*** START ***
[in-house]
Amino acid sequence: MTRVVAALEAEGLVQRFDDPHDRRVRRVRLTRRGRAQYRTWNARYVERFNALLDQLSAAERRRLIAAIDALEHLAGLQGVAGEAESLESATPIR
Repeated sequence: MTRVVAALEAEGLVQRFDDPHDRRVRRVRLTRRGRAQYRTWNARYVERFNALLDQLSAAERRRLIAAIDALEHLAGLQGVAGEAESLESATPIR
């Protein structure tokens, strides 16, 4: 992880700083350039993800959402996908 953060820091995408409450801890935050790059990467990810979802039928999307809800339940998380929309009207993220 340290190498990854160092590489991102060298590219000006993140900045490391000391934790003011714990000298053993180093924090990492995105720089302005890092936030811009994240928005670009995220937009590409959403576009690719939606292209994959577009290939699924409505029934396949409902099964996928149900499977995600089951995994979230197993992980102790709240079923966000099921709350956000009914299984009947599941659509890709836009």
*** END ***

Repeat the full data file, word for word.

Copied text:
[in-house]
Amino acid sequence: MTRVVAALEAEGLVQRFDDPHDRRVRRVRLTRRGRAQYRTWNARYVERFNALLDQLSAAERRRLIAAIDALEHLAGLQGVAGEAESLESATPIR
Repeated sequence: MTRVVAALEAEGLVQRFDDPHDRRVRRVRLTRRGRAQYRTWNARYVERFNALLDQLSAAERRRLIAAIDALEHLAGLQGVAGEAESLESATPIR
């Protein structure tokens, strides 16, 4: 992880700083350039993800959402996908 953060820091995408409450801890935050790059990467990810979802039928999307809800339940998380929309009207993220 340290190498990854160092590489991102060298590219000006993140900045490391000391934790003011714990000298053993180093924090990492995105720089302005890092936030811009994240928005670009995220937009590409959403576009690719939606292209994959577009290939699924409505029934396949409902099964996928149900499977995600089951995994979230197993992980102790709240079923966000099921709350956000009914299984009947599941659509890709836009």